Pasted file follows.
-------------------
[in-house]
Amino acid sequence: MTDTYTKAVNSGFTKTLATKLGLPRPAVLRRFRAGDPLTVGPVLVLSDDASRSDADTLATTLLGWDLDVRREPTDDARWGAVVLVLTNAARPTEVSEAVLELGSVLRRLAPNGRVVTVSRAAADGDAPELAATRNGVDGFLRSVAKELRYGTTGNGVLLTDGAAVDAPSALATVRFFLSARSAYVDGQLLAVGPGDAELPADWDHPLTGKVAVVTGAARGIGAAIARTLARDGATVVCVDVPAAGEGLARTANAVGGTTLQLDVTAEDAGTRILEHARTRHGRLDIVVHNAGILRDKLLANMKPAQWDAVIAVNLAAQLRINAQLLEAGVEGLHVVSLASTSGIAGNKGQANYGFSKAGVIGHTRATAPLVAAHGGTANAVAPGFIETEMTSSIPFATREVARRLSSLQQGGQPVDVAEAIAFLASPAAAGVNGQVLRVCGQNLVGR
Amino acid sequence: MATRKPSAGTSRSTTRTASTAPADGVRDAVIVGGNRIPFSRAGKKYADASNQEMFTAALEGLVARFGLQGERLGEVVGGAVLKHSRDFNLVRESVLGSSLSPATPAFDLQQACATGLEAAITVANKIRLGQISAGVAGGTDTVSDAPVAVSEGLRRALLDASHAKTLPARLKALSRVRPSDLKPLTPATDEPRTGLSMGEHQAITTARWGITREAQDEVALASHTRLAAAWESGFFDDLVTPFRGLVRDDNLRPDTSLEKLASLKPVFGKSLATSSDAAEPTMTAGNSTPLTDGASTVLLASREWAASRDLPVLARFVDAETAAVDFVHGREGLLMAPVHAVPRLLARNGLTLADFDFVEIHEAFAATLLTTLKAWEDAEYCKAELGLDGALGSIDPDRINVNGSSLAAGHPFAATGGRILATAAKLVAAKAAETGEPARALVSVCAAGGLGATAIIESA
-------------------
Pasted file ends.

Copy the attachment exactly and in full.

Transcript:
[in-house]
Amino acid sequence: MTDTYTKAVNSGFTKTLATKLGLPRPAVLRRFRAGDPLTVGPVLVLSDDASRSDADTLATTLLGWDLDVRREPTDDARWGAVVLVLTNAARPTEVSEAVLELGSVLRRLAPNGRVVTVSRAAADGDAPELAATRNGVDGFLRSVAKELRYGTTGNGVLLTDGAAVDAPSALATVRFFLSARSAYVDGQLLAVGPGDAELPADWDHPLTGKVAVVTGAARGIGAAIARTLARDGATVVCVDVPAAGEGLARTANAVGGTTLQLDVTAEDAGTRILEHARTRHGRLDIVVHNAGILRDKLLANMKPAQWDAVIAVNLAAQLRINAQLLEAGVEGLHVVSLASTSGIAGNKGQANYGFSKAGVIGHTRATAPLVAAHGGTANAVAPGFIETEMTSSIPFATREVARRLSSLQQGGQPVDVAEAIAFLASPAAAGVNGQVLRVCGQNLVGR
Amino acid sequence: MATRKPSAGTSRSTTRTASTAPADGVRDAVIVGGNRIPFSRAGKKYADASNQEMFTAALEGLVARFGLQGERLGEVVGGAVLKHSRDFNLVRESVLGSSLSPATPAFDLQQACATGLEAAITVANKIRLGQISAGVAGGTDTVSDAPVAVSEGLRRALLDASHAKTLPARLKALSRVRPSDLKPLTPATDEPRTGLSMGEHQAITTARWGITREAQDEVALASHTRLAAAWESGFFDDLVTPFRGLVRDDNLRPDTSLEKLASLKPVFGKSLATSSDAAEPTMTAGNSTPLTDGASTVLLASREWAASRDLPVLARFVDAETAAVDFVHGREGLLMAPVHAVPRLLARNGLTLADFDFVEIHEAFAATLLTTLKAWEDAEYCKAELGLDGALGSIDPDRINVNGSSLAAGHPFAATGGRILATAAKLVAAKAAETGEPARALVSVCAAGGLGATAIIESA